He said: “Journalism may be embarrassing and annoying for governments, but it is not terrorism”. Satchwell said it was difficult to avoid the conclusion that “the detention of a journalist’s partner is anything other than an attempt to intimidate a journalist and his news organisation that is simply informing the public of what is being done by authorities in their name”.
“It is another example of a dangerous tendency that the initial reaction of authorities is to assume that journalists are bad, when in fact they play an important part in any democracy,” he said.
Jo Glanville, the director of English Pen, which campaigns globally for writers’ freedom of expression, said there appeared to be no explanation for Miranda’s detention and it therefore should be interpreted as an attack on the Guardian and on Greenwald. She called on the government to urgently account for ” the misuse of the Terroirism Act”.
The Metropolitan police said Miranda had been lawfully detained under the Terrorism Act and later released. “Holding and properly using intelligence gained from such stops is a key part of fighting crime, pursuing offenders and protecting the public,” it said in a statement.
Liberty said it had long argued that schedule 7 was ripe for misuse and discrimination. The organisation has a case pending at the European court of human rights challenging the power.
The case involves a British citizen of Asian origin who was detained at Heathrow for four and a half hours in November 2010. During his detention he was asked about his salary, voting habits and the trip he had been on, among other matters.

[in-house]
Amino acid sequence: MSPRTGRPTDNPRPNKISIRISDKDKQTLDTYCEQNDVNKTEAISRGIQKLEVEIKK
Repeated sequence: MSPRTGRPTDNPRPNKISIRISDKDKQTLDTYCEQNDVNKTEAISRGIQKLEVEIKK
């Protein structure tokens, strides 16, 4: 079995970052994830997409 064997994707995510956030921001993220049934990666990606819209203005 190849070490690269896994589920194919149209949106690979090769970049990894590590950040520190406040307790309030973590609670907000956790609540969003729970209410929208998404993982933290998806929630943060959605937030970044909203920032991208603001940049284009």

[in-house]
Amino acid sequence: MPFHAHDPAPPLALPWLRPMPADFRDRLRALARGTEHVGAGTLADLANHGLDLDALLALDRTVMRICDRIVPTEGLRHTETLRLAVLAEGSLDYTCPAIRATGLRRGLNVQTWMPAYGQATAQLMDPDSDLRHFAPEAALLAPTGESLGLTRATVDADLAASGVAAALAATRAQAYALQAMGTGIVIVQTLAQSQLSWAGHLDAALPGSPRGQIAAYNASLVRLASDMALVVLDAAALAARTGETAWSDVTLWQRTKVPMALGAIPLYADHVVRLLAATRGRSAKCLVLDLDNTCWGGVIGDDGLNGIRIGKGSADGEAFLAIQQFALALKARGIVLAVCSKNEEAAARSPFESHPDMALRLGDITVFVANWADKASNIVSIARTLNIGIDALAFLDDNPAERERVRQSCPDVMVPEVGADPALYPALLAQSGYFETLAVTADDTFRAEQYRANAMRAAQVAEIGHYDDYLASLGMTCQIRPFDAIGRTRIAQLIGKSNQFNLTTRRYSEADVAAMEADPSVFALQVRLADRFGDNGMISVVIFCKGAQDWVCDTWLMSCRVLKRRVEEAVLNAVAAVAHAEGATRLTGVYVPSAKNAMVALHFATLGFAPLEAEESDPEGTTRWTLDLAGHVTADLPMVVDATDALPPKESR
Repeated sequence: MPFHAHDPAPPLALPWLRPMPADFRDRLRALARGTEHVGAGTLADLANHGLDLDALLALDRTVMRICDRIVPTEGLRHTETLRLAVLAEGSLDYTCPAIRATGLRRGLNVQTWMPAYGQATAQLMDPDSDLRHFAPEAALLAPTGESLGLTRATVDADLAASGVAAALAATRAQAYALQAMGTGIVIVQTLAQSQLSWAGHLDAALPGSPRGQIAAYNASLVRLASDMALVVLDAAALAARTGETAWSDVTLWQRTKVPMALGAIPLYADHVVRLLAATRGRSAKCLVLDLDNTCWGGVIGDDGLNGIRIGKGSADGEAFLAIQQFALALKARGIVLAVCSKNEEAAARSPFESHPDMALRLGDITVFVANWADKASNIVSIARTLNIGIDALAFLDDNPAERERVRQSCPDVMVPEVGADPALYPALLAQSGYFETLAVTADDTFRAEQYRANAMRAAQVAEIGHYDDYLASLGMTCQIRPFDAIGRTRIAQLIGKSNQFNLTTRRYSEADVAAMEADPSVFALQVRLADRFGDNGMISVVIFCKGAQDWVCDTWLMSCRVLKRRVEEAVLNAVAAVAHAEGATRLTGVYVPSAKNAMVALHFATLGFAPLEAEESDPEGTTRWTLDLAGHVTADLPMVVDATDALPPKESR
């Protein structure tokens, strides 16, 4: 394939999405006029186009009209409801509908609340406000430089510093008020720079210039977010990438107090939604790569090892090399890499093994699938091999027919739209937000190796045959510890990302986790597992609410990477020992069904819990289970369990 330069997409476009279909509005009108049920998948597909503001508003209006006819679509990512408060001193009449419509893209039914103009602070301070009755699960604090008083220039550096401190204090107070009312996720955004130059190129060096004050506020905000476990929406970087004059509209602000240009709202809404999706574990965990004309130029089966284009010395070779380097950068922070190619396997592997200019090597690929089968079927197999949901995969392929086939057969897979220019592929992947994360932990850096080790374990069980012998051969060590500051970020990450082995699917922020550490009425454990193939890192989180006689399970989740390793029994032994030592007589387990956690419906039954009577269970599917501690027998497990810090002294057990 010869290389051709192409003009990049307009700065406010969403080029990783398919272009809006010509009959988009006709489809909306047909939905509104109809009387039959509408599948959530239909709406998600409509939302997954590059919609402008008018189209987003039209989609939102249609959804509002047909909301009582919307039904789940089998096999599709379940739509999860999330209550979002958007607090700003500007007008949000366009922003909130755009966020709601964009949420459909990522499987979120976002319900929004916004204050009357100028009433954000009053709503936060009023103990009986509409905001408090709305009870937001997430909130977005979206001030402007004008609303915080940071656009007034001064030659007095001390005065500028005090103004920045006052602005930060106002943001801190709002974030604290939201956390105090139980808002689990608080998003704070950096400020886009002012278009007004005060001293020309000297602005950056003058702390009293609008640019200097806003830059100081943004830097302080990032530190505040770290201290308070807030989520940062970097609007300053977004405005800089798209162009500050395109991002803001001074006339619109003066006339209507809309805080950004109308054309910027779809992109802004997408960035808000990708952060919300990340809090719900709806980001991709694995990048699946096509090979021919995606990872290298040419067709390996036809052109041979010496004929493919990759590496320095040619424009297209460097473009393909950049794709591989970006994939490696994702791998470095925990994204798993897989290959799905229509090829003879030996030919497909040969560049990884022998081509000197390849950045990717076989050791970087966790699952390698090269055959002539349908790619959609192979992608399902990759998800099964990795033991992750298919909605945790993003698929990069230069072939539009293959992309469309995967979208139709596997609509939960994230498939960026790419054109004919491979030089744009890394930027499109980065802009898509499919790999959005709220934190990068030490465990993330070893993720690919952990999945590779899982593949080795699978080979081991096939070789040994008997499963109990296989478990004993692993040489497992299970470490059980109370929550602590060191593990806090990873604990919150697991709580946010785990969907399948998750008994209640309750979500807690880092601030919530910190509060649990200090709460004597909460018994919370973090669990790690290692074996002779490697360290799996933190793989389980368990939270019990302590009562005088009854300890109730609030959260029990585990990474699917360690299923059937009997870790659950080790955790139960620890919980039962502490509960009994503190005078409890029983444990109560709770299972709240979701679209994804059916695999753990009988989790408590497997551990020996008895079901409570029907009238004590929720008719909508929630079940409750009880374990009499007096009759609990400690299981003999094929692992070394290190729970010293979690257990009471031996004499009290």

Copies were taken of all his paperwork and credit cards and the police kept his mobile phone, which was only returned to him eight days later and he had to pay for its return himself. He had never previously been arrested or detained and was travelling entirely lawfully, Liberty said.
White House was given ‘heads-up’ over David Miranda detention in UK
US says it did not sanction holding Glenn Greenwald’s partner at Heathrow, but was told his name was on passenger list
As the UK’s anti-terror legislation watchdog called for a radical overhaul of the laws that allowed police to confiscate Miranda’s electronic equipment, the US distanced itself from the action by saying that British authorities took the decision to detain him.
The detailed intervention by the White House will put pressure on Downing Street which declined to comment on the detention of Miranda on the grounds that it was an operational matter, adding that the Metropolitan police would decide whether its officers had acted in a proportionate manner.
The No 10 position was immediately challenged by David Anderson QC, the independent reviewer of terrorism legislation, who described the detention as unusual, and said that decisions about the proportionality were not ultimately for the police.
He told BBC Radio 4′s The World at One: “The police, I’m sure, do their best. But at the end of the day there is the Independent Police Complaints Commission, which can look into the exercise of this power, there are the courts and there is my function.”
The prospect of an investigation by the IPCC is likely to have been enhanced by the disclosure that the US authorities were given advanced notice of Miranda’s detention after his name appeared on a passenger manifest. Miranda was detained at Heathrow airport on Sunday morning as he flew home from Berlin to Rio de Janeiro where he lives with his partner Greenwald.
During his trip to Berlin, Miranda visited Laura Poitras, the US film-maker who has been working with Greenwald and the Guardian. The Guardian paid for Miranda’s flights. Miranda is not a Guardian employee but often assists Greenwald in his work.